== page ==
I am the user in question.
I have been making edits like this based on patterns I notice while trying to clean up old questions - stuff like routing them to the proper canonicals, bypassing "chains" of duplicate links, reviewing whether there's a better target for the questions I come across, deciding whether other popular questions are distinct enough not to be closed as duplicates... you get the idea.
Some context, first.
There is a somewhat established pattern of using notes like this to suppress the urge to dupe-hammer questions that shouldn't be - for example, Why does "a == x or y or z" always evaluate to True? How can I compare "a" to all of those? was subject to some warring in its history and spent a long fraction of its existence being marked as a duplicate. While it addresses the same problem as How to test multiple variables for equality against a single value?, I have found that it's usually a much better closure target for beginner questions:
- It frames the question as a debugging question rather than a technique question, which is important for a common gotcha
- It puts the single value on the left-hand side and the multiple values on the right-hand side, which is more likely to match the code that prompts people to ask
- It was written from the get-go to explain a specific problem clearly, while also sounding natural (in the terms a beginner would use)
- The top answer is community wiki and discusses the problem all-in-one, in an organized way.
The previous question isn't meant to be a debugging question. It would have been better asked without the code attempt, instead just showing expected output. But now answers largely depend on it, so that can't be edited out. The question has an important separate existence (it is actually, IIRC, the single question in the Python tag most used to close duplicates). The answers show a much broader range of techniques.
The last time that the new question was reopened, a note was added so that it wouldn't get closed again - I'm not able to find a corresponding meta discussion at the moment, but I would expect that there was one. Later, the note got de-emphasized and set in small text (using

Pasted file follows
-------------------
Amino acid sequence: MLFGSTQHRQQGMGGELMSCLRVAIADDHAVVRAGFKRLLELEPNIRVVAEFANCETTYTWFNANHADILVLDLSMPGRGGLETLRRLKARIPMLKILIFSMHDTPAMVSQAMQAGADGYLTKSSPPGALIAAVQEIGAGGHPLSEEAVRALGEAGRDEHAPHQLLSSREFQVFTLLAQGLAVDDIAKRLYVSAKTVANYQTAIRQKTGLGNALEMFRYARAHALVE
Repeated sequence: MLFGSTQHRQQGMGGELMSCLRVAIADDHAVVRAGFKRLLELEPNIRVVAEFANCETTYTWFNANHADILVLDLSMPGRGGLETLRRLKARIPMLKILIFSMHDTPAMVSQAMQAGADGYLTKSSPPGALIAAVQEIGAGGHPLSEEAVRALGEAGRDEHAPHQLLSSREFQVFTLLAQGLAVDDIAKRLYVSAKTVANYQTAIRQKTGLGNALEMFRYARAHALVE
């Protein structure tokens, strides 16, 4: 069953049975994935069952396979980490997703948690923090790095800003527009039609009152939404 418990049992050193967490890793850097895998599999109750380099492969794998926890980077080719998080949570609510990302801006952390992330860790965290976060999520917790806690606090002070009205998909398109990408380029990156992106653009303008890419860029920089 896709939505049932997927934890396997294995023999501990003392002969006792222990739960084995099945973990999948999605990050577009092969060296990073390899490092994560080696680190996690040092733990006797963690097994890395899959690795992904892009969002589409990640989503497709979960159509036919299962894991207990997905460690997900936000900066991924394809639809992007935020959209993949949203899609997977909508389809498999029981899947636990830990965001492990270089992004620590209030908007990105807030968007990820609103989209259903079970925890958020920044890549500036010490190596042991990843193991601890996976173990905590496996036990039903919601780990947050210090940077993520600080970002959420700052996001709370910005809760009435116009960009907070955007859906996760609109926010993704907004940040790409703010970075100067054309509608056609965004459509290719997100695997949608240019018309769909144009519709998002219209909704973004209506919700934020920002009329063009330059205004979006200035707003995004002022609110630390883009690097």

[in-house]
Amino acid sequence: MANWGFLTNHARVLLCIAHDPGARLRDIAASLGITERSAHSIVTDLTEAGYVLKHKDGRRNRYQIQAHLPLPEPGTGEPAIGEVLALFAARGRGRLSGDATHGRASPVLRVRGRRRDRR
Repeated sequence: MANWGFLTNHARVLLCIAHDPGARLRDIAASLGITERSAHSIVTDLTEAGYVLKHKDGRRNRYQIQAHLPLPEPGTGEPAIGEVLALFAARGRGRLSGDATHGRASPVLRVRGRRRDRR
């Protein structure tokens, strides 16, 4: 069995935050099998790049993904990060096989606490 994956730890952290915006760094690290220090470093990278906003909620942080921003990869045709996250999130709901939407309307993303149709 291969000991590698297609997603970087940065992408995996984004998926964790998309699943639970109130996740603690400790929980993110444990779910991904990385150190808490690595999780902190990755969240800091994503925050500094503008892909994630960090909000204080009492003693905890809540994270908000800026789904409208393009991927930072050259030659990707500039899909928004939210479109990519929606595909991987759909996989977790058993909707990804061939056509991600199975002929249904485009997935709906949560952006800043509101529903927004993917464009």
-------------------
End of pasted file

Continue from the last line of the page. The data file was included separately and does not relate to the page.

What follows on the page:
Back to the present.
That de-emphasized note style seems to have become the standard for "notes" on questions, which I've been following - I think. The goal is to establish:
- Neither question is a duplicate of the other;
- Someone who finds one question is likely to want the other (instead, or as well);
- Someone who is trying to close a duplicate should consider whether the other is a better target.
I think this clearly improves the site, because
- It discourages people from acting too rashly on question closures
- People who find the question from a search engine may get relevant, curated additional information - or a direct link to what they actually wanted instead - placed directly where it will be seen next (rather than hidden on the sidebar, with only possibly-misleading title text, and no explanation)
- A warning like this can be seen in the duplicate closure dialog (comments on the candidate dupe cannot unless you go visit that page in a separate tab)
- Every edit to a question brings new attention to it via the Active tab, and new attention is important for popular canonical targets (so they can receive other edits for content, formatting etc. and make them as high quality as possible)
I am not too worried about "many people editing without formal structure or guidance" because
- We are much more like Wikipedia than a forum; therefore editing is good, and formal structure can arise when a need is established
- Unilaterally editing questions requires 2000 reputation and less than 1% of users have that, and my experience has been that most high-rep users feel they have something better to do on the site than the kind of cleanup I've been doing (not a slight against them; there are a lot of good things to do on the site!)
The question linked here has a lot of notes, admittedly. I will reconsider them; but generally I think it's better to put these kinds of things in a footnote than a comment, because comments are supposed to be ephemeral. As it happens, I have been working on establishing that one as canonical, for a little while now - see my previous meta post here.
One thing I've noticed with my overall task is that it's often a rather nuanced decision whether two questions are duplicated, and if so, which one should be treated as canonical. (On the flip side, sometimes there are hundreds of versions of a question, and all of them seem to be terrible - because it's a question that non-beginners take for granted, and beginners inherently lack the context to ask it well.) I've been using footnotes like this partly to document my choices and partly to advertise other good canonical targets. (I've noticed that the cabbage addicts will get annoyed if I just stream-of-consciousness everything that I'm doing into the chatroom, so instead I'm putting edited notes - i.e., collected thoughts in a highly visible location.)
I don't claim ownership over any of this editing. I didn't write the original version of the question, after all. I just want Stack Overflow to be the best reference library it can be (even if I'd rather redesign the whole thing from the ground up).